Identification and development of barley Germplasm and varieties with resistance to multiple diseases
This Barley Research Cluster project was funded by Alberta Barley in collaboration with the Atlantic Grains Council, the Brewing and Malting Barley Research Institute, Rahr Malting and the Western Grains Research Foundation via the AgriInnovation Program.
Dr. T. Kelly Turkington, Research Scientist, Agriculture and Agri-Food Canada
Start Date: April 2013
End Date: March 2018
Barley‘s contribution: $51,636
Total funding from other partners: $344,393
The project will provide barley farmers with the technology and ability to manage risk in the form of leaf, root and head diseases and their negative impact on yield and quality, as well as improve acceptability for malt status or as quality feed. This will mean increased profits while ensuring a more consistent supply of high-quality malting, feed and silage barley for domestic and international markets. In the long term, disease resistance reduces reliance on agrichemicals, which benefits the environment and helps to maintain a healthy and nutritious food supply, while decreasing production costs for farmers.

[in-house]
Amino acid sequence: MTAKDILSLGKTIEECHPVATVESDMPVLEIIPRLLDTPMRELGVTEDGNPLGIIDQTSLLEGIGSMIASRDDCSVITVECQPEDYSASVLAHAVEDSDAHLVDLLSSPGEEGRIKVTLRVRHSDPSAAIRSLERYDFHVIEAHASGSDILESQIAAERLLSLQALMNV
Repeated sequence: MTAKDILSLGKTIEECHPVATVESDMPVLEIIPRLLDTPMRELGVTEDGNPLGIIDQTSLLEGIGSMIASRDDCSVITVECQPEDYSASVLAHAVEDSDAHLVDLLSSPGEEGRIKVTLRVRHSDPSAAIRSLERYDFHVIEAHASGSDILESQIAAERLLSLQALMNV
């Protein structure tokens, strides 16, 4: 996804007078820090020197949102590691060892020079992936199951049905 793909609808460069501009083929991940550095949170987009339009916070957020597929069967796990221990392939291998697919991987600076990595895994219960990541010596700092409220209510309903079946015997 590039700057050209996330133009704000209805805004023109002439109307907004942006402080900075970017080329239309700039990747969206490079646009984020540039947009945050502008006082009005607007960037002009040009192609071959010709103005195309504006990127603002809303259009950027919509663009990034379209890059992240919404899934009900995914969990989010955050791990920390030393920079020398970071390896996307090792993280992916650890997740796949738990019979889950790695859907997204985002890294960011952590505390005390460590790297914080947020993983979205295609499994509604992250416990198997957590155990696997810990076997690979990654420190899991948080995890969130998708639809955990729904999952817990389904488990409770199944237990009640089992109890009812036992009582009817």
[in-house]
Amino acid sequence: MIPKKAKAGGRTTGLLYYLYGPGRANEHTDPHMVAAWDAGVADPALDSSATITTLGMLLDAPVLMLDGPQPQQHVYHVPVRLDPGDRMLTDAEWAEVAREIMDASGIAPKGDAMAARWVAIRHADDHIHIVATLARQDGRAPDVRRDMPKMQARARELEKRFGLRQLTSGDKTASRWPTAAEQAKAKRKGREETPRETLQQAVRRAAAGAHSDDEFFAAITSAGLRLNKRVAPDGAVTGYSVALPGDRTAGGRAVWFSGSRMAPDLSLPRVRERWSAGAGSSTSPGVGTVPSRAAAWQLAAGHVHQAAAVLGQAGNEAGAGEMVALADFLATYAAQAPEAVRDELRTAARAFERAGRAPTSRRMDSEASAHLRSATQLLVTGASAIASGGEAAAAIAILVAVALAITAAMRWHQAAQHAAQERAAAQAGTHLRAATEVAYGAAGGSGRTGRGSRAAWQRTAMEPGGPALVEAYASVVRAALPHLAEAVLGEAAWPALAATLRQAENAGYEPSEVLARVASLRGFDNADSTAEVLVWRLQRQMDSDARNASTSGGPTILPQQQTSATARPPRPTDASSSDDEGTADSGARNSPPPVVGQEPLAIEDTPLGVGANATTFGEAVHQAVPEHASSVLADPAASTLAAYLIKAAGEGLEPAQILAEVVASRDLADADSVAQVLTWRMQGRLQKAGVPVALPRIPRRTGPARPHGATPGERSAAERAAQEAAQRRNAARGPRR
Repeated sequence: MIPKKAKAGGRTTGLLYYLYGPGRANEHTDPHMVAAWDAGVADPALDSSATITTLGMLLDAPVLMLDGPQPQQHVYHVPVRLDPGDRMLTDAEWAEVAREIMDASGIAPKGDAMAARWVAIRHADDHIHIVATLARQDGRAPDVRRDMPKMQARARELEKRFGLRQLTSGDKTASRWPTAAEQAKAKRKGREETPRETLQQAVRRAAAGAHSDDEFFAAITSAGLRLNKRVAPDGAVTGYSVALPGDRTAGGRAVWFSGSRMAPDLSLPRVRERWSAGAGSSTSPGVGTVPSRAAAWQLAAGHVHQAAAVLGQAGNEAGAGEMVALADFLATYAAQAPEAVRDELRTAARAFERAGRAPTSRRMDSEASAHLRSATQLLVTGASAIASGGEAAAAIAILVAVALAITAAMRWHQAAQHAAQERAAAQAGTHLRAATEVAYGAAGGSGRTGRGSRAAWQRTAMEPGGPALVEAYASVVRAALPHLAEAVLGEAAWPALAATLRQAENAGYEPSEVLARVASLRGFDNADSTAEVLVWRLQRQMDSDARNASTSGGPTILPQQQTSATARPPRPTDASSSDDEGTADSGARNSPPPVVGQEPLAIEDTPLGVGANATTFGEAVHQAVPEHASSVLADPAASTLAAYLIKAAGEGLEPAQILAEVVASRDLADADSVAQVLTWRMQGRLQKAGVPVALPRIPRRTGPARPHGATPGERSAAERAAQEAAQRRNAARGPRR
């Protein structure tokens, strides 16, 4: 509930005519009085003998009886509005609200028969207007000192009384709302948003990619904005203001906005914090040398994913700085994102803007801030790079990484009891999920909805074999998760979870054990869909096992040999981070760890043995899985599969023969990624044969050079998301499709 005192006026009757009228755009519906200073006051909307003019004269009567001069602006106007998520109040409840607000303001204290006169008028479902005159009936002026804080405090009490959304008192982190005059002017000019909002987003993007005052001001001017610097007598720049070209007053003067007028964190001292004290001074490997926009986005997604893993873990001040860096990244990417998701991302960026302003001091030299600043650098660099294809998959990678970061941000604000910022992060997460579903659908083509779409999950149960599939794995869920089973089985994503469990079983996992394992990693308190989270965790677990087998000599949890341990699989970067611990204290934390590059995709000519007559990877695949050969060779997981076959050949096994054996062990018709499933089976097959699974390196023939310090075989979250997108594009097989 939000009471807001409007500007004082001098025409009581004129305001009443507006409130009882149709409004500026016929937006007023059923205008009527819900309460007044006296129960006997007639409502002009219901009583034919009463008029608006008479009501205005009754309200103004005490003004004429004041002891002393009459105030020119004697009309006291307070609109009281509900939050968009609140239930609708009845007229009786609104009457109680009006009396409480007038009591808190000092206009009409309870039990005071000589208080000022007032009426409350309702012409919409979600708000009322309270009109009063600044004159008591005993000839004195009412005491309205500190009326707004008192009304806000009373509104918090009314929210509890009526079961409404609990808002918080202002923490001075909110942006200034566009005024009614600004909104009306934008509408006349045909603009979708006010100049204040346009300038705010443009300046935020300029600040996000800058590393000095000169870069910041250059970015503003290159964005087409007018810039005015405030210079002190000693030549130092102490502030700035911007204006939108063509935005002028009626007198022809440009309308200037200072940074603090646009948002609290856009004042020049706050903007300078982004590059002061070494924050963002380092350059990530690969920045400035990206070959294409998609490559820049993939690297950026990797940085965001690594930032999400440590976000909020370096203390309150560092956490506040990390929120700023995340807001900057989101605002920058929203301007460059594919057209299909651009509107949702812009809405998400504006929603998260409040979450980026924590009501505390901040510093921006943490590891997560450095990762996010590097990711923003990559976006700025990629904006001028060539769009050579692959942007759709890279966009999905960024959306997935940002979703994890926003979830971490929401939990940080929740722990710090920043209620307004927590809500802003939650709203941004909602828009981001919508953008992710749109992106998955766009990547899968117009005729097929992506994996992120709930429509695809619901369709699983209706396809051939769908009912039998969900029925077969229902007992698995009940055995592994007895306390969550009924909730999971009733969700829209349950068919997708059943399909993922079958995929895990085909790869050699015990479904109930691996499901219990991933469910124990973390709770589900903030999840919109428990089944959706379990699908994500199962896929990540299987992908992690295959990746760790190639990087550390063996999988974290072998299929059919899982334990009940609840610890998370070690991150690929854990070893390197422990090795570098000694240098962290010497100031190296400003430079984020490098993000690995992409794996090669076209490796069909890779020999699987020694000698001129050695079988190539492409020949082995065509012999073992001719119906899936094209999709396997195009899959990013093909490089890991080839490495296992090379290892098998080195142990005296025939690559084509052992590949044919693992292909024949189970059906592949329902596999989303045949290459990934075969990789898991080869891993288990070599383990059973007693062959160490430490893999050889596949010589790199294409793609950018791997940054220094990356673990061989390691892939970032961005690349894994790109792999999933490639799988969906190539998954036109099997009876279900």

Disease resistance doesn’t represent a significant added cost for producers, is environmentally friendly and very easy for producers to incorporate into their disease and crop management programs.
The project aims to identify barley germplasm, breeding lines and varieties with resistance to a range of foliar, root and head diseases. Identification of resistance will be essential to facilitate the development of adapted germplasm, breeding lines and varieties with resistance to multiple diseases.